BAGHDAD – The crisis in Iraq is increasingly taking on a political tone as calls are growing for Prime Minister Nouri al-Maliki to step down. The Shiite leader, who faces criticism that his failure to promote reconciliation among the country's myriad religious sects sparked the widespread Sunni anger that has emboldened the al-Qaida breakaway group that has overtaken large sections of northern territories. Iraq's Shiite spiritual leader Ali al-Sistani, an Iranian-born cleric who has been unusually active with recent pronouncements made via intermediaries, called for "an effective government that enjoys broad national support." The U.S. also has found itself drawn back into the country, with President Barack Obama announcing plans to dispatch up to 300 military advisers to help quell the insurgency.
A guide to the events that unfolded Friday:
Al-Sistani's call for an "effective" government increases the pressure on al-Maliki a day after President Barack Obama called on Iraq's longtime leader to create a more inclusive leadership or risk a civil war. Iraq's recently elected parliament must meet by June 30 to elect a speaker and a new president, who in turn will ask the leader of the largest bloc to form a new government within 15 days. Al-Maliki has been doing the prime minister job in a caretaker capacity since the April 30 election. While it is far from certain he would step aside, if he were to relinquish the leadership post, according to the constitution, the president assumes the job until a new prime minister is elected. Names raised as possible replacements are Adel Abdul-Mahdi, a former vice president; Ayad Allawi, a secular Shiite who served as Iraq's first prime minister after Saddam Hussein's ouster in 2003; Bayan Jabr, a former finance and interior minister under al-Maliki's tenure; and Ahmad Chalabi, a Shiite lawmaker who recently joined the Supreme Council and was once a favorite in Washington.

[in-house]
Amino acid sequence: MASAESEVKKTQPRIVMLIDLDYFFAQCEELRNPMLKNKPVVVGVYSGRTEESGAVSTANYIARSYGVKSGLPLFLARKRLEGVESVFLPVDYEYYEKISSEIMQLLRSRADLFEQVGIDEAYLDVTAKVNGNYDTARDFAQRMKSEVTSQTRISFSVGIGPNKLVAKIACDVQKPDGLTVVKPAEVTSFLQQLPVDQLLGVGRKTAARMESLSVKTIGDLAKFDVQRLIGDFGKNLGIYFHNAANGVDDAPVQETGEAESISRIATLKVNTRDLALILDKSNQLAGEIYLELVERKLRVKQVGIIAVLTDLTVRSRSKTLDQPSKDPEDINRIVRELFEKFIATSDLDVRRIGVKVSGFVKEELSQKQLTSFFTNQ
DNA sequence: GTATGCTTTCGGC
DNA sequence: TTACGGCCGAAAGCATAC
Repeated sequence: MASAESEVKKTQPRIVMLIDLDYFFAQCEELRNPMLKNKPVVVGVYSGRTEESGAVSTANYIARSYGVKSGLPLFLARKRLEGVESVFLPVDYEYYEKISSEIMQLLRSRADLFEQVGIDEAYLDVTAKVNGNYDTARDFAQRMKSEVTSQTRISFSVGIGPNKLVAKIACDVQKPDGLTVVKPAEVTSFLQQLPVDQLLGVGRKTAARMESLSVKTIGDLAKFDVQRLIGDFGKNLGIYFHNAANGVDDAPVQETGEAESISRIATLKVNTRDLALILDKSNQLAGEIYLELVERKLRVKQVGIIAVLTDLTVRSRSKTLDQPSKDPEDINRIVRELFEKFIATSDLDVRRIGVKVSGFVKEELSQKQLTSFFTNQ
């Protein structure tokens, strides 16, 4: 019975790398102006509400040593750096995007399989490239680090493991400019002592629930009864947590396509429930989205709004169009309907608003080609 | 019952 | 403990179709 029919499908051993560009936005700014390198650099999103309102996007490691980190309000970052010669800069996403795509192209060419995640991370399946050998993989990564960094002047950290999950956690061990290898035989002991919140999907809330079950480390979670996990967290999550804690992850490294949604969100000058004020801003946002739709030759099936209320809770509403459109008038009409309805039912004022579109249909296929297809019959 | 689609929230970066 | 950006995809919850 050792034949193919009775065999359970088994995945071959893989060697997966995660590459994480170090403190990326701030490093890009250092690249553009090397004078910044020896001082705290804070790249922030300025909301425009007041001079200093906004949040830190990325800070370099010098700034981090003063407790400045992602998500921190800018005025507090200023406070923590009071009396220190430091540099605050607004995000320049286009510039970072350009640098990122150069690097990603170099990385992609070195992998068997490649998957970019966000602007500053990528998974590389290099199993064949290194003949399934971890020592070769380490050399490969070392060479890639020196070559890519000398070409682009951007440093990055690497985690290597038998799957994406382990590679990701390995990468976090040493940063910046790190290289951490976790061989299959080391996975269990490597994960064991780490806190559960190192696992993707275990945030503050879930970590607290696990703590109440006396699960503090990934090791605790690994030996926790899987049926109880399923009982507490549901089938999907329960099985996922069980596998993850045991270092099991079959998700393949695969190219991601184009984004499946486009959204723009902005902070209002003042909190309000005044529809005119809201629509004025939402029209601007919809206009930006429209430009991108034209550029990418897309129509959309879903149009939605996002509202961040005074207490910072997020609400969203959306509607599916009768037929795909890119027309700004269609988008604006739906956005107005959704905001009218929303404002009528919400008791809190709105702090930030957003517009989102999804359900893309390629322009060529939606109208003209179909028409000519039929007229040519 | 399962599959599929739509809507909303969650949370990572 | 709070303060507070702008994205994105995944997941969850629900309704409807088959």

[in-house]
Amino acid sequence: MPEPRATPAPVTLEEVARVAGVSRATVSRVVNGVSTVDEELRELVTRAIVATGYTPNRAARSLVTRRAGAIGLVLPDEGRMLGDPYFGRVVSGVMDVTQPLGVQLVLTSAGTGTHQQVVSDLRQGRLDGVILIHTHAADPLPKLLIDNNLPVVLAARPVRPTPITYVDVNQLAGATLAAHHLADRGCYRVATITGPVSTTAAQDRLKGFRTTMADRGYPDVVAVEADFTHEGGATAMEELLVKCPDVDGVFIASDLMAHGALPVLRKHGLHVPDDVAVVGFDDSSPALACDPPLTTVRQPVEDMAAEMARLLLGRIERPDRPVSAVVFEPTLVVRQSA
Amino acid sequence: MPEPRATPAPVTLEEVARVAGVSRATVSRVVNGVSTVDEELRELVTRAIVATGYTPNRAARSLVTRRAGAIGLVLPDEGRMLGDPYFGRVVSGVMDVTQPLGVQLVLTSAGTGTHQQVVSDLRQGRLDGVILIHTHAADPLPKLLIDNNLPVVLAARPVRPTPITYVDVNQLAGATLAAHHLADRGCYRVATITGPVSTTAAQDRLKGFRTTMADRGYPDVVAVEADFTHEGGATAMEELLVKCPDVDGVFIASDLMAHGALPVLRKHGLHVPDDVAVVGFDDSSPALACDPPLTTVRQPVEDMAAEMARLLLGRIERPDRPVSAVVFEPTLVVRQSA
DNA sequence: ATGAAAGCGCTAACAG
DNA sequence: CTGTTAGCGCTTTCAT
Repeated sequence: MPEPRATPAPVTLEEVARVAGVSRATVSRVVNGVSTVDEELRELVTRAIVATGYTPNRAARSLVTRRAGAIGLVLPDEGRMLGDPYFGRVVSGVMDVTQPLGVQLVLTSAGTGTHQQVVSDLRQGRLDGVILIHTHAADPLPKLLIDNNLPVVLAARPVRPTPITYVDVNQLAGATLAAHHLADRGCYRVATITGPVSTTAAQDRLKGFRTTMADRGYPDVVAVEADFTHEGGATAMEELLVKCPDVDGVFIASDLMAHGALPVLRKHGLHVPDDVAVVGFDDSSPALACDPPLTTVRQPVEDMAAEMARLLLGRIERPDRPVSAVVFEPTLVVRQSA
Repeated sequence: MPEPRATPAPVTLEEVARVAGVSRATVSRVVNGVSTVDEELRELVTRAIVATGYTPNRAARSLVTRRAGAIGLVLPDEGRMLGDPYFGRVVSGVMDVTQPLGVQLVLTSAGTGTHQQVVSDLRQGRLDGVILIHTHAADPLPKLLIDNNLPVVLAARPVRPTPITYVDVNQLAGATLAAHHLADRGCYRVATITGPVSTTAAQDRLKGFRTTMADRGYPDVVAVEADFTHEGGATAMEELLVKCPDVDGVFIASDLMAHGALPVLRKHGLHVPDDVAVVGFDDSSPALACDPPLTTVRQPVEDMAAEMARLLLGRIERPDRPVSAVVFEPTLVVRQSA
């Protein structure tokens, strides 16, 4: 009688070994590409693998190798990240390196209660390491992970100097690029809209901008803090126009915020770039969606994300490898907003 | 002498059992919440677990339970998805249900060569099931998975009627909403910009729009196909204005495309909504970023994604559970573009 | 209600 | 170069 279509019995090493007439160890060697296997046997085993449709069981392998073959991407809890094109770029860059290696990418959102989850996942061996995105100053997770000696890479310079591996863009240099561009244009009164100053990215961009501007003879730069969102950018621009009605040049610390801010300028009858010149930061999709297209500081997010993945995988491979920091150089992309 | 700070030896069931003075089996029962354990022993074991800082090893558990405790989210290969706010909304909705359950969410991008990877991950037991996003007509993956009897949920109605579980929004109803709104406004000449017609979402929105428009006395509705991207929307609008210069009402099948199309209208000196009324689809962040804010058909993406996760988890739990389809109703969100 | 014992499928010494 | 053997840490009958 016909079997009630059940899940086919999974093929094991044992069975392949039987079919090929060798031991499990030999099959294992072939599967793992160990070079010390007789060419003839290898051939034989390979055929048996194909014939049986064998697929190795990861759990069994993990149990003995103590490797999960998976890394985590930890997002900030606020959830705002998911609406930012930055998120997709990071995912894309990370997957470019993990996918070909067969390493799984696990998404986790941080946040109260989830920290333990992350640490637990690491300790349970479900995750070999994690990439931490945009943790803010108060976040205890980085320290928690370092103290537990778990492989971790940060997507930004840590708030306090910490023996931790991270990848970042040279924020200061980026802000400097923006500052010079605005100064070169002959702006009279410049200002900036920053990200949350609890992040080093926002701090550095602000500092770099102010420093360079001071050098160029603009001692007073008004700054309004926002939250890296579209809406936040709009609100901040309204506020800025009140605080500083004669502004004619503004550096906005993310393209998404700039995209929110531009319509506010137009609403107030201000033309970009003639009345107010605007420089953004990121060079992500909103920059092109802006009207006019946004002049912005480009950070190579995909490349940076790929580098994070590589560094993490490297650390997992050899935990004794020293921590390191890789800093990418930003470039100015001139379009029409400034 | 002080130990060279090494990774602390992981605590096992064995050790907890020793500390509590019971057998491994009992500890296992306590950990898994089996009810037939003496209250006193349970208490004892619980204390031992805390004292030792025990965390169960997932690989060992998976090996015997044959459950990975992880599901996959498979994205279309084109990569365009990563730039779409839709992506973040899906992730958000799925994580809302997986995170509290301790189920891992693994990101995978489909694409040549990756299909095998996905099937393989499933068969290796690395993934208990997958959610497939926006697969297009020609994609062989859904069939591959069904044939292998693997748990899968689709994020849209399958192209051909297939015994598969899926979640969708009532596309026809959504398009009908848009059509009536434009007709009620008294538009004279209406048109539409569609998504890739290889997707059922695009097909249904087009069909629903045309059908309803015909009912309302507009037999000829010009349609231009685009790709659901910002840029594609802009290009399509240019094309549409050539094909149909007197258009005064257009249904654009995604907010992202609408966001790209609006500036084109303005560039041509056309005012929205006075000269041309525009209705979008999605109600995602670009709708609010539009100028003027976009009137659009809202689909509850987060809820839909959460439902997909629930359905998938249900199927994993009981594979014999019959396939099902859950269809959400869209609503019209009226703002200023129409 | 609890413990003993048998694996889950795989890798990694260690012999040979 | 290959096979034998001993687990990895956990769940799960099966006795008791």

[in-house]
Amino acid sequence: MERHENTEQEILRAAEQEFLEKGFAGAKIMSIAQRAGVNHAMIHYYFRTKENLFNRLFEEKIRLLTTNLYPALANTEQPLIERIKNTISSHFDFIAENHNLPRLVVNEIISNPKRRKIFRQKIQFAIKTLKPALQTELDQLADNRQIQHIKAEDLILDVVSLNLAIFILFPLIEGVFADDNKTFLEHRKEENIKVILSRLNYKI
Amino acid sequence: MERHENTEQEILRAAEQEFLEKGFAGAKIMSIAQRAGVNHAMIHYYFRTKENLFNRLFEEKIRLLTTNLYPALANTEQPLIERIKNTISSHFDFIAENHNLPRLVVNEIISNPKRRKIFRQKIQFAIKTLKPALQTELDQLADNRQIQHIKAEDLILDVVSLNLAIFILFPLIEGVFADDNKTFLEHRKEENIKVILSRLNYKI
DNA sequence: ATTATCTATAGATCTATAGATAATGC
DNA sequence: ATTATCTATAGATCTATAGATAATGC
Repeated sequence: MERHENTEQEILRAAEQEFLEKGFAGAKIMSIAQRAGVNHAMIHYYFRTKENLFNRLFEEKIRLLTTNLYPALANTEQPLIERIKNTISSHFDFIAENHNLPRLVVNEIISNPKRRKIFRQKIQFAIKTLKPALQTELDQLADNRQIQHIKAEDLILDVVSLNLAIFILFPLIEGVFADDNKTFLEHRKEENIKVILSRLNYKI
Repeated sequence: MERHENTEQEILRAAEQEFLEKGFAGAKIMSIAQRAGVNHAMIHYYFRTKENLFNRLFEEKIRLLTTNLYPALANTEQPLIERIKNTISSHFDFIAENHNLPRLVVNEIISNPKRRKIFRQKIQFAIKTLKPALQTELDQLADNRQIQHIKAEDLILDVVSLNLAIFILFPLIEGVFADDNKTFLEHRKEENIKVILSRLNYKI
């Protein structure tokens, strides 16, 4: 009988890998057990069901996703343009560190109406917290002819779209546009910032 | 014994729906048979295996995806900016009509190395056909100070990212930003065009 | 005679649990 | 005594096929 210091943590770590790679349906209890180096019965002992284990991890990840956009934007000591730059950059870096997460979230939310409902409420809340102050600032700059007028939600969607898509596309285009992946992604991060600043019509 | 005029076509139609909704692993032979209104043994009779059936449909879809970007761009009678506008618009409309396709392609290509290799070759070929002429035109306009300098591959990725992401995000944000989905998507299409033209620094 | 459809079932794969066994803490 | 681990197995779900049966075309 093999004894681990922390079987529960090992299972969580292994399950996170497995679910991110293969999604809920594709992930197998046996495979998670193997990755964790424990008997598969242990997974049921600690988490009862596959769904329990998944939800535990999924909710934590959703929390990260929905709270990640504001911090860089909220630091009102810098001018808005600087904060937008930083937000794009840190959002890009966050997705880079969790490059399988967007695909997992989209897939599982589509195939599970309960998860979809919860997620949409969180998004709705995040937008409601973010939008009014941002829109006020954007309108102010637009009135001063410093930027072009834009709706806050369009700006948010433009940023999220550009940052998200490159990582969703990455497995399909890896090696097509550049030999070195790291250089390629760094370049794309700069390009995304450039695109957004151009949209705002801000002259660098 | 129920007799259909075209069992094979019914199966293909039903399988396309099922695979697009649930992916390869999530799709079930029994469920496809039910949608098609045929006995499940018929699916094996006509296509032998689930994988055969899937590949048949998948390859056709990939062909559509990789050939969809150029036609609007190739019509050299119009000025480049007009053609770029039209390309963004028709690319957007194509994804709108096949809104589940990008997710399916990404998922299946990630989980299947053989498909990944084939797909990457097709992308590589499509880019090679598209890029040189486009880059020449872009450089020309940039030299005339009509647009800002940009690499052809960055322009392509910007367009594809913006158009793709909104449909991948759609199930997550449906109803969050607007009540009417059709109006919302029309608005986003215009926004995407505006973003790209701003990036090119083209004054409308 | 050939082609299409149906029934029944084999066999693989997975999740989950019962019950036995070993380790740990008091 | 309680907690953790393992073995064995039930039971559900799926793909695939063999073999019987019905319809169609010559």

Obama has ordered 300 special forces soldiers to advise joint operations in and near Baghdad, marking the first return of a U.S. fighting force since the military left Iraq in 2011 after a war that killed nearly 4,500 American troops and more than 100,000 Iraqis. The White House has not ruled out airstrikes, but it is reluctant to use them. U.N. Secretary-General Ban Ki-moon also has warned against airstrikes, saying they could be ineffective and backfire. The special forces will join about 275 U.S. troops that were deployed this week to protect the American Embassy in Baghdad. Obama said they won't be involved in combat. Instead they will advise Iraqi military command centers and brigade-level headquarters in the Baghdad area. Much of their mission is to identify security gaps and assess whether more U.S. troops will be needed to help foster stability. American aircraft will conduct surveillance patrols over areas where the Sunni militants are active. Secretary of State John Kerry is heading to the Mideast this weekend to discuss Iraq's stability. The U.S. also is seeking legal protections for troops heading to Iraq that were rejected by al-Maliki's government in 2011.
ON THE DIPLOMATIC FRONT
Russian President Vladimir Putin expressed Moscow's support for the Iraqi government in a telephone conversation with al-Maliki. The Kremlin said in a statement that al-Maliki informed Putin on Friday about his government's steps to combat the "terrorist groups in the north of the country." It added that the insurgency threatens security of the entire region. Putin confirmed Russia's "full support for the Iraqi government's action to quickly free the territory of the republic from terrorists," the Kremlin said, adding that Putin and al-Maliki also discussed bilateral cooperation. The U.N. secretary-general urged Iraq's feuding communities to unite against the militants who have captured a vast swath of territory. Ban also called on the Iraqi government and its supporters not to retaliate against Sunni communities in revenge for "barbaric attacks" by the Islamic State of Iraq and the Levant. Turkey, meanwhile, said four of its citizens who were abducted by militants in Mosul have been freed but some 80 others are still held captive.
Fighters from the Islamic State of Iraq and the Levant stormed the Syrian town of Muhassan and two nearby villages just 100 kilometers (60 miles) from the Iraqi border, another victory in their efforts to carve out a large region straddling the two conflict-ridden countries. Sunni militants also battled Iraqi security forces for a fourth day for control of the Beiji oil refinery, a sprawling facility northeast of Baghdad. Attack helicopters are supporting the government troops.